Modern learning, as we share in the principles of the Learning Cluster Design model, centers on creating meaningful learning assets that surround a learner in their moment of learning need. While the model looks at what can be done to meet learners beyond one-and-done training events, live face-to-face (whether in-person or virtual), can prove to be a valuable and important asset for many people (including L&D professionals) along their learning journey.

With the sudden shift to remote work (and learning) one year ago, many L&D professionals were faced with converting their full-day, in-person L&D programming into virtual learning sessions, and in the midst, tried to “copy and paste” the elements of live, formal classroom environments into their “Zoom rooms.” With this shift also came the loss of one of the most beloved elements of modern learning – social interaction.

When we think of social, we often think of participants interacting with each other, but what if we, as facilitators, were able to engage learners in a way that allowed them to hear from different perspectives, while creating more of a dialogue feel that invites adult learners to participate? That’s where co-facilitation comes in.

A co-facilitation design approach for a learning asset reflects sound LCD model principles:

  • Different facilitators can speak to different personas (see Learn Learner-to-Learner Differences Action)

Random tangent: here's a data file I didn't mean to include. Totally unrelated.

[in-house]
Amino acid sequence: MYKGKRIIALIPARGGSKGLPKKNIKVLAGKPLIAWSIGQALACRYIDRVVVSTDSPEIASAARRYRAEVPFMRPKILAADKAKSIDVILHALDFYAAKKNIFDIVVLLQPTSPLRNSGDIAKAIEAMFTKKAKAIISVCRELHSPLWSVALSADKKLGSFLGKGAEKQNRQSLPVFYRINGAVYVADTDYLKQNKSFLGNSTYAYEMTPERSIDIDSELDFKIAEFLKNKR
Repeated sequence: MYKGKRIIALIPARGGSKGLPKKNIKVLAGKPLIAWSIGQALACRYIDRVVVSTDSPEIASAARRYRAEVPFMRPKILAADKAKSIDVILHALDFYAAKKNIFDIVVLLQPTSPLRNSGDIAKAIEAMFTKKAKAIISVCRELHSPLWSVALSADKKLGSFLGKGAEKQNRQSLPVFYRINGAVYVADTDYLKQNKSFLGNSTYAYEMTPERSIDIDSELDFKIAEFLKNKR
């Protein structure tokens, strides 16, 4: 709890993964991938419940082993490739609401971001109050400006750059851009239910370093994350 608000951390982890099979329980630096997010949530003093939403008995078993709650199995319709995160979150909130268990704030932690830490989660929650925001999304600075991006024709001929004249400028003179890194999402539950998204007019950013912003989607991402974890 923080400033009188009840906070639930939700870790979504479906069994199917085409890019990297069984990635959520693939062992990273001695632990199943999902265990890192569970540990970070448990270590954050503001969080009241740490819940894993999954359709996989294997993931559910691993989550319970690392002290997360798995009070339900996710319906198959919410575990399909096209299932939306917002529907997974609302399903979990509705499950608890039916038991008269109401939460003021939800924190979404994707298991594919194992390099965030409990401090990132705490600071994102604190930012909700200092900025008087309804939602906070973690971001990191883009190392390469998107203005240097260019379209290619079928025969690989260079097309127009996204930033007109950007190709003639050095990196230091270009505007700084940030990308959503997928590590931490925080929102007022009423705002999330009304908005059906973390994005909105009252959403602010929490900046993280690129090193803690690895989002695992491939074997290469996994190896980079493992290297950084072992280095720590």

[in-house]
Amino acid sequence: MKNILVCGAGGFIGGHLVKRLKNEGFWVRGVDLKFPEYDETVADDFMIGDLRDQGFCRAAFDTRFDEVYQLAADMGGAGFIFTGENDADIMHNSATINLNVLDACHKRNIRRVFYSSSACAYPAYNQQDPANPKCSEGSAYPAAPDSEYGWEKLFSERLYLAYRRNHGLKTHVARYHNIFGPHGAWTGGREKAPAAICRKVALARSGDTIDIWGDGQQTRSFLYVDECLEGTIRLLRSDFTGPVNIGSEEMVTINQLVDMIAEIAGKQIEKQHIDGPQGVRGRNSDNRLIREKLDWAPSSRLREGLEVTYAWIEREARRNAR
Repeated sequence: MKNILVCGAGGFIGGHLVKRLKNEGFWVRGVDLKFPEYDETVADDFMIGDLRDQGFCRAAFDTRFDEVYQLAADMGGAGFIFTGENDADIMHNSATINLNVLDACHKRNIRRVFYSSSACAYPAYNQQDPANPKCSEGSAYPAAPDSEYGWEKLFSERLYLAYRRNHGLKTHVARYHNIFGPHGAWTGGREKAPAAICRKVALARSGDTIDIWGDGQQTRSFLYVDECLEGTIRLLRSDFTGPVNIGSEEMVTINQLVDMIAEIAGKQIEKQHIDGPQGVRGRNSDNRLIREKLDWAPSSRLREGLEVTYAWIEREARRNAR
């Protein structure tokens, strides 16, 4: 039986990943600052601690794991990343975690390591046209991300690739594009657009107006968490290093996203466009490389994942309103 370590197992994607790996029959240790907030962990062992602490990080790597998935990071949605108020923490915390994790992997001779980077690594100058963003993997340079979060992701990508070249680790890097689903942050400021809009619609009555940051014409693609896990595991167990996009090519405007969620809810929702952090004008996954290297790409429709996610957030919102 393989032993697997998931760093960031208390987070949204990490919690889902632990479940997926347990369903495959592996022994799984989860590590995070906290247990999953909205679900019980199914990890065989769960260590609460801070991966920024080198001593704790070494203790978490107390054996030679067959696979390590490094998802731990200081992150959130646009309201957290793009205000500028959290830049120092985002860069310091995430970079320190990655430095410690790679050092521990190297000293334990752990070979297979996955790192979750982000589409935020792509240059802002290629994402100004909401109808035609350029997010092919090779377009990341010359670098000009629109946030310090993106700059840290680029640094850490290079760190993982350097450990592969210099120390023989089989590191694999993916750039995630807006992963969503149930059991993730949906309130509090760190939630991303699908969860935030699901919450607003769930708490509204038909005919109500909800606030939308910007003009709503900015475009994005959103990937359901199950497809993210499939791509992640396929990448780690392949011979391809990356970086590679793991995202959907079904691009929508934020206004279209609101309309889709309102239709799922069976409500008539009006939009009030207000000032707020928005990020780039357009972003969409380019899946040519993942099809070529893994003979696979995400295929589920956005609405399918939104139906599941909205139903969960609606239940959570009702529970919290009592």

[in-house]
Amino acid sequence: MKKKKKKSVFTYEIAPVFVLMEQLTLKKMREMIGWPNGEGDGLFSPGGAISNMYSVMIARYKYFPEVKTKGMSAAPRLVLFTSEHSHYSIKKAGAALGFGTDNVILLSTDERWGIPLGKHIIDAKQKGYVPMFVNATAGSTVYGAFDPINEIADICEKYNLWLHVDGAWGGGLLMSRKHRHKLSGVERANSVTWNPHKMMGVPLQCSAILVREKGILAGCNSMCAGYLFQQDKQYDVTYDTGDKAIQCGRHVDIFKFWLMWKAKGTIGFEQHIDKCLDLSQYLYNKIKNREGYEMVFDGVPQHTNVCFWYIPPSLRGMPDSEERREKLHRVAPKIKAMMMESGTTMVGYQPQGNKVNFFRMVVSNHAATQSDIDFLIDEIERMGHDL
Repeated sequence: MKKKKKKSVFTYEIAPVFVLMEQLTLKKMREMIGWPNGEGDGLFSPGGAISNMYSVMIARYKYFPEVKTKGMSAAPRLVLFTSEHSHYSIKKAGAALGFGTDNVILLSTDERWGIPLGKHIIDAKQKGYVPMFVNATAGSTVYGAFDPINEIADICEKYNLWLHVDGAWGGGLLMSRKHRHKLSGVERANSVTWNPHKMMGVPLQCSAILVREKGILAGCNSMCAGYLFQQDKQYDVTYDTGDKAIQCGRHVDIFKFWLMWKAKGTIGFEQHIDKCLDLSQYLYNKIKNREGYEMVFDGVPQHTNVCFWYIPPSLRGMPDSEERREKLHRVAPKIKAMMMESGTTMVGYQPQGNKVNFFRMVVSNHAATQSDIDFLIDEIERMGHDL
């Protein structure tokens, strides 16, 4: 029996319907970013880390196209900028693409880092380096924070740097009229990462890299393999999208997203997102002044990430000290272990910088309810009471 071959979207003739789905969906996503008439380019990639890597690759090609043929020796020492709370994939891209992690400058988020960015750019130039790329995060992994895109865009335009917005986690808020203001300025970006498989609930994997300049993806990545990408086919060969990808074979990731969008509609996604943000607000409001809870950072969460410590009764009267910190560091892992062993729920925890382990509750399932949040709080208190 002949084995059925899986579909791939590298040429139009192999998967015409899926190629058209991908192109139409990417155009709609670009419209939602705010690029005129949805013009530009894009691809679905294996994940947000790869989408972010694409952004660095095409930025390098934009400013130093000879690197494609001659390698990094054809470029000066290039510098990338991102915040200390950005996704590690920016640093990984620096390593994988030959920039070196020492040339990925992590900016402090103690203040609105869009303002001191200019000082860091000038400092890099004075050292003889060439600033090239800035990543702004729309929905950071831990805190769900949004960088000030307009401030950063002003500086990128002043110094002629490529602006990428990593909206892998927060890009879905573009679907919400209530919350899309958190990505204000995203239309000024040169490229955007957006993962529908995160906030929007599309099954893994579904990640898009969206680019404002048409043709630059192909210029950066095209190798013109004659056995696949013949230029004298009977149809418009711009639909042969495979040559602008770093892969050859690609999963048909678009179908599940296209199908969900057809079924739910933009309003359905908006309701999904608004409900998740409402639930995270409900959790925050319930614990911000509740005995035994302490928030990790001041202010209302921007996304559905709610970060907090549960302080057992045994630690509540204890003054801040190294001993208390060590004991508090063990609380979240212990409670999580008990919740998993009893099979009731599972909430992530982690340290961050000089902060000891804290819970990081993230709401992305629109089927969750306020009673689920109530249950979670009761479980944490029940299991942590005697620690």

• Invites the possibility of more generative dialogue, by moving from a traditional top-down sage on the stage experience to a flatter, shared stage. This can allow the learners to more easily bring their context into the learning and draw connections back to Change On-the-Job Behavior (see Change Action)

  • Inspires including more of the 9 Elements of Modern Learning (shared in the Upgrade Existing Assets Action) through the natural increase of chunking, social learning opportunities, feeling “for me” with two facilitators.

Co-facilitating has many benefits for face-to-face sessions and webinars or other virtual meetings. But without an agreed upon plan, co-facilitation can turn into a live mess. In her most recent ATD article, And Then There Were Two: Co-Facilitation on Webinars, Learning Cluster Design model co-creator Lisa M.D Owens highlights some things to consider before your next co-facilitated training session including:

  • The ideal scenario and flow for seamless co-facilitation

  • Ensuring the learners are put first, no matter what

  • Best ways for the co-facilitators to communicate during the live session, and,

  • Several tips for energetically co-facilitating

What are some ways you’ve seen co-facilitation work? What other considerations should we make when it comes to co-facilitating? Join the conversation here on LinkedIn.